The Beguiled

MPAA Rating: R | Rating: ★★★½
Release year: 2017
Genre: Drama Director: Sofia Coppola

Film criticism has spoken of “the male gaze” since the 1970s, the way in which the world is viewed (and objectified) through primarily men’s eyes and vision. Sofia Coppola explores “the male gauze,” the wounds inflicted by and upon women, as she embeds her characteristic atmospheric ennui in Civil War-era Virginia in The Beguiled, a wispy, moody melodrama with a steadily growing dis-ease and danger. A girl at an all-female seminary boarding house discovers a wounded Union soldier (Colin Farrell), and helps him back to the isolated abode in the mossy, murky woods. The school’s caretaker Miss Martha (Nicole Kidman) practices good Southern hospitality while remaining guarded for the girls’ sake, as lonely Edwina (Kirsten Dunst) and the amatory Alicia (Elle Fanning) vie for the Corporal McBurney’s attention. As the soldier recovers in the care of the seven residents, the underlying tension–sexual and social–increases with unrelenting pressure until violence is the only possible release.

Everyone is trapped in The Beguiled. The effects of the war on the isolated estate are obvious–the slaves have left, the men are dead and gone, the roads are empty apart from the periodic passing of troops, and yet the women in the house remain. The house is not yet decrepit or deserted, but it does show the stains from years of disrepair and the infiltration of the overgrown foliage. The girls attempt to care for the gardens and fields, but they neither enjoy the work nor are much good at it. Cannons boom in the distance, reminding the inhabitants of the violence surrounding them beyond the woods.  There are frequent images of the women on the balcony or in the window, peering outwards with a spyglass or binoculars with a sense of longing and desperation. In a moment of quiet confession (and not-too-subtle seduction), McBurney asks Edwina what she would wish for if she could have anything in the world. Her response is telling: she wants someone (anyone!) to take her away from this place, a prison in the woods.

What keeps the women of The Beguiled in this prison? The war, certainly, but also societal expectations and institutional religion. Their Catholic faith is on full display through prayers and petitions, and the acting out of the younger girls over the course of the film feels like a quiet rebellion against religious mores and doctrine. Women are expected to be demure, proper, educated (but only just enough!), and acquiescent to the cultural norms. The presence of McBurney disrupts this ethos, but his intrusion may be more of the boiling point of a smoldering discontent within the household. It makes one wonder whether the Christian charity exhibited was ever truly there, or if it’s a facade, deconstructed by the intrusion of the Civil War in general, and Colin Farrell’s mercenary soldier in particular. A male, a Yankee, a soldier, and an Irish immigrant to boot, he is the ultimate Outsider to the Southern women. Equally victim and victimizer, McBurney is delighted to be seduced as well as seducer. He initially appears to be enjoying the situation, cared for by a cadre of beautiful girls and women, assuming any of them are present for his care and enjoyment. Farrell’s performance is subtle and skilled enough to elicit just enough sympathy with McBurney. The performances from Kidman and Dunst, too, are well-crafted and interesting, especially as each woman makes remarkably different moral choices regarding McBurney by the climax of the film. Their portrayal of Southern propriety coming apart at the seams is wonderfully melodramatic without ever feeling silly or superfluous.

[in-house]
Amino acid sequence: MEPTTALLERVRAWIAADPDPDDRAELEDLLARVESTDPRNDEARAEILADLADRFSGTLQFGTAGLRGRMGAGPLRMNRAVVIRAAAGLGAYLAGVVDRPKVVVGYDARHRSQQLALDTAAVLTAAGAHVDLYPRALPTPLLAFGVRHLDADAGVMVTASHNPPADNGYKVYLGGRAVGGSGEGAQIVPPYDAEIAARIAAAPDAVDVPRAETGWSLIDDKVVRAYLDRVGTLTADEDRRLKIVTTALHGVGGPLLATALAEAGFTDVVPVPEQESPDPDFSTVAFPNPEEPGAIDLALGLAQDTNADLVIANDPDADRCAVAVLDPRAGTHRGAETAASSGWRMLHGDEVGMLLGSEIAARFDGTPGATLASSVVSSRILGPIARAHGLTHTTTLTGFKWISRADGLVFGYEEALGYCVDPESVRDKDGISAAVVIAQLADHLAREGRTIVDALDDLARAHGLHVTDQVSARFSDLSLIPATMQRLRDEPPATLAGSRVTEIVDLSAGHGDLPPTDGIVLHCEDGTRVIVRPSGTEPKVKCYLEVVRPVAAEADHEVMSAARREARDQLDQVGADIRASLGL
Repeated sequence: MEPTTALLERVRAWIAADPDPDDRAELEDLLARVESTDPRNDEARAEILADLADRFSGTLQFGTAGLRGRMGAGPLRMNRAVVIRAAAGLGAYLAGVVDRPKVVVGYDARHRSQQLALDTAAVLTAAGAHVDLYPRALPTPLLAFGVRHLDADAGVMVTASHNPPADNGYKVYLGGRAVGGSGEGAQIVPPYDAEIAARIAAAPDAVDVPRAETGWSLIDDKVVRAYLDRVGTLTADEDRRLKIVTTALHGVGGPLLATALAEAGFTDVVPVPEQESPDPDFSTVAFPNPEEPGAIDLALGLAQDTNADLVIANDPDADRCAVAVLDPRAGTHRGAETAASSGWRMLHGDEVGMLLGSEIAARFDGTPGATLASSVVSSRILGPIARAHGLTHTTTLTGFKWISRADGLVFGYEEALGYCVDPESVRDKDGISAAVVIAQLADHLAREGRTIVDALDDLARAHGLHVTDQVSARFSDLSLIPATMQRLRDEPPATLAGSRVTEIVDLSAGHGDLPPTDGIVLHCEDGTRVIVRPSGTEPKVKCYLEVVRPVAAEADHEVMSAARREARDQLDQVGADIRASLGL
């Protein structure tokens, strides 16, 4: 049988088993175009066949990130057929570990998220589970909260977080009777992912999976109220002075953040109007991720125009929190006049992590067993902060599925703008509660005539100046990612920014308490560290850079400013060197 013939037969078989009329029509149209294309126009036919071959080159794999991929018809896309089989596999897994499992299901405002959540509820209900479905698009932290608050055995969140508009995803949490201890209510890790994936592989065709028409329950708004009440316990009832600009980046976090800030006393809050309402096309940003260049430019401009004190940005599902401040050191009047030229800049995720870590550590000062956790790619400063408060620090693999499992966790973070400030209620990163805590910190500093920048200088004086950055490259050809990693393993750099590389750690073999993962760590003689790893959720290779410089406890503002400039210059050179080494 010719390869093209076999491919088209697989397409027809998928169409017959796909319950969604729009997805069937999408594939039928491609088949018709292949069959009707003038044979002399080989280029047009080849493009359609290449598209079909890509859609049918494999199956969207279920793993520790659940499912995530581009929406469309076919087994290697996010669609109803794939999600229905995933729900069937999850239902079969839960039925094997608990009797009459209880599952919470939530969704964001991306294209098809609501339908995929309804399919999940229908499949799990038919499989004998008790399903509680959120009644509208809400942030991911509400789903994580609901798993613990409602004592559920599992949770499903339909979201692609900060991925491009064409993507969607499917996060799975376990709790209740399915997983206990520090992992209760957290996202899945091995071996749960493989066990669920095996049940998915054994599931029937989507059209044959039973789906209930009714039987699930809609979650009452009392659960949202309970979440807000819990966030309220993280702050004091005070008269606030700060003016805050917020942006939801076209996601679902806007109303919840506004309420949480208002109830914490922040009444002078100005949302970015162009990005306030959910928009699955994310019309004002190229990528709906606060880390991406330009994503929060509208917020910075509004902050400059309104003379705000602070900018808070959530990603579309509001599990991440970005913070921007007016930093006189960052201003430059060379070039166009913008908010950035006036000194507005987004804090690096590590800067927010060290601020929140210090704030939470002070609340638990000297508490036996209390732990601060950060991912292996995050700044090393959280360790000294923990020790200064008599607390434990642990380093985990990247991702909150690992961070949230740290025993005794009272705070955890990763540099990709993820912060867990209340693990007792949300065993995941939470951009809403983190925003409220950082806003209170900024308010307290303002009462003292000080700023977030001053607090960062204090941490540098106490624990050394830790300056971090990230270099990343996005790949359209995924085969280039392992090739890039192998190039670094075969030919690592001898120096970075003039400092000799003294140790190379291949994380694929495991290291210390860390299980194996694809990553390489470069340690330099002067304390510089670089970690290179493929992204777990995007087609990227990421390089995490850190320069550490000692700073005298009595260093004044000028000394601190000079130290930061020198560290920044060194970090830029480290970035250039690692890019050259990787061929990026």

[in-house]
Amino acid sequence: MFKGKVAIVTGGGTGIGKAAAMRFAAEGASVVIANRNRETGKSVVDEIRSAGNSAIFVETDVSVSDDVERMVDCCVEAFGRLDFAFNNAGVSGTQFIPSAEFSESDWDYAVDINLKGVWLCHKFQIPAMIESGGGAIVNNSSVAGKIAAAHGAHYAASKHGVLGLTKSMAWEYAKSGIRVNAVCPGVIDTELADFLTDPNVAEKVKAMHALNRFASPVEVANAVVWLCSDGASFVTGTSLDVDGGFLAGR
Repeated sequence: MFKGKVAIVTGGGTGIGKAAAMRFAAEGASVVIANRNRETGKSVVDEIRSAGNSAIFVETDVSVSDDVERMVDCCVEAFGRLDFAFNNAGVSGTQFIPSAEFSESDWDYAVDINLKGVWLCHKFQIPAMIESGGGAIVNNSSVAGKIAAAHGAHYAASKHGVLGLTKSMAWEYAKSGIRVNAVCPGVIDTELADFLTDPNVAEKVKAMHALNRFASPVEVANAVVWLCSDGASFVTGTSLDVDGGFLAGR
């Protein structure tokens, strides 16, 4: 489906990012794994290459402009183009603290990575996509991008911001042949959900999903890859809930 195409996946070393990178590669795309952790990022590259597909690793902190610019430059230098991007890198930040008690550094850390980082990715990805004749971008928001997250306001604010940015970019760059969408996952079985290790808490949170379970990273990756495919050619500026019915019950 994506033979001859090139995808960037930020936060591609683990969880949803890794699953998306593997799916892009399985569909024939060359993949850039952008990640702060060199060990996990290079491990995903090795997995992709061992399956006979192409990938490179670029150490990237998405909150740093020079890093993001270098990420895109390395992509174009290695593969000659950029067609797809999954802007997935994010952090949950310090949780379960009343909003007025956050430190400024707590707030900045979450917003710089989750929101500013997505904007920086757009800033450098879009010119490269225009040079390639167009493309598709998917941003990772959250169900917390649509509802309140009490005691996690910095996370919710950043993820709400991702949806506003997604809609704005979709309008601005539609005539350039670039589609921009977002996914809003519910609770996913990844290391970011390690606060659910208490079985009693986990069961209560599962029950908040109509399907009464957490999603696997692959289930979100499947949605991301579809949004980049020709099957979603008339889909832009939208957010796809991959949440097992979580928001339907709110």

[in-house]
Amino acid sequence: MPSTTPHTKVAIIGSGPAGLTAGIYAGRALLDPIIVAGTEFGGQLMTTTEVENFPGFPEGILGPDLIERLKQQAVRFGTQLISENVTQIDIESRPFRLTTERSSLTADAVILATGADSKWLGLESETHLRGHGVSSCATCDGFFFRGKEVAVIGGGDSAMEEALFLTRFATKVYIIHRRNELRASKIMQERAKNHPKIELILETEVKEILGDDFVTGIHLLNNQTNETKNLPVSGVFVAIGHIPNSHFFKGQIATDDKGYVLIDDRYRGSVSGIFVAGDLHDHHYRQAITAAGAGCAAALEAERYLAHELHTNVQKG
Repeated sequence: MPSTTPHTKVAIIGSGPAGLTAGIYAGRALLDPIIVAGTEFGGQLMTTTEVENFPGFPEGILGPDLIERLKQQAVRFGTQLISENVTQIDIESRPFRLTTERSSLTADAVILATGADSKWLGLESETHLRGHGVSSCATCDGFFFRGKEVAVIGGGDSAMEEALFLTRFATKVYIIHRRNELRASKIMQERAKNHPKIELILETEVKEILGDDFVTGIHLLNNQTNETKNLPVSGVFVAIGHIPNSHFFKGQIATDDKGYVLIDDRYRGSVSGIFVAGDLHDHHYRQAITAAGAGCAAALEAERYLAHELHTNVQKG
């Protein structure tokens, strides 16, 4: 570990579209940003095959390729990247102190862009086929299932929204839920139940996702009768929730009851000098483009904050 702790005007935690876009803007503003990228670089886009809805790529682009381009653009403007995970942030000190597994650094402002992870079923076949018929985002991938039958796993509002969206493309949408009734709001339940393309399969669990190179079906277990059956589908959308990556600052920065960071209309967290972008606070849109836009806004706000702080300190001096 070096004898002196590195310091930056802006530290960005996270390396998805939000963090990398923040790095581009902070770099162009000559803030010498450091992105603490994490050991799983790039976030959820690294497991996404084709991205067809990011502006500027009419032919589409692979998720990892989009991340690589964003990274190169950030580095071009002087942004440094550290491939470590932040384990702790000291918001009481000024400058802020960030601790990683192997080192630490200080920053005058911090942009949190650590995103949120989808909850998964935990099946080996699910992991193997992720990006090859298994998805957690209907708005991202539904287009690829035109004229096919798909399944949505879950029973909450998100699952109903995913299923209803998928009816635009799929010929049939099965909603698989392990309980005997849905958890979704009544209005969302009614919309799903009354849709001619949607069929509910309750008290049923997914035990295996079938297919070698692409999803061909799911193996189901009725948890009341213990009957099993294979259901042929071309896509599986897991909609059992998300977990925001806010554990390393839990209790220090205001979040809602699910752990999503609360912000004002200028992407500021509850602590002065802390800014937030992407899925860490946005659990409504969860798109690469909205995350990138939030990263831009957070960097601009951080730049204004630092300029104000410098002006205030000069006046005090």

Sofia Coppola won the Best Director award at Cannes, and it’s well deserved. The design and art direction, the gauzy colors and lovely cinematography, the impeccable and timely sound design and score, the compelling performances from the entire cast–she’s truly made a work of art with The Beguiled. The opening and closing shots are some of the best I’ve seen in theaters this year. Still, its narrative is just slight enough, its characters’ interior struggles and machinations too enigmatic, that the first viewing somehow left me unmoved, at least in comparison with Coppola’s previous masterpieces, The Virgin Suicides and Lost in Translation (the latter being one of my all-time favorite films). Coppola’s theme of aristocratic ennui set in luxurious surroundings while characters struggle with the inability to find true community and connection with others remains a constant, and an audience’s mileage may vary with how well they connect with this topic. (“Awww, the bored, wealthy white people feel sad? Boohoo.”) Still, The Beguiled is beguiling; it beckons and woos, inviting consideration of the temptations which ensnare us and keep us in their grip, the seen and unseen.

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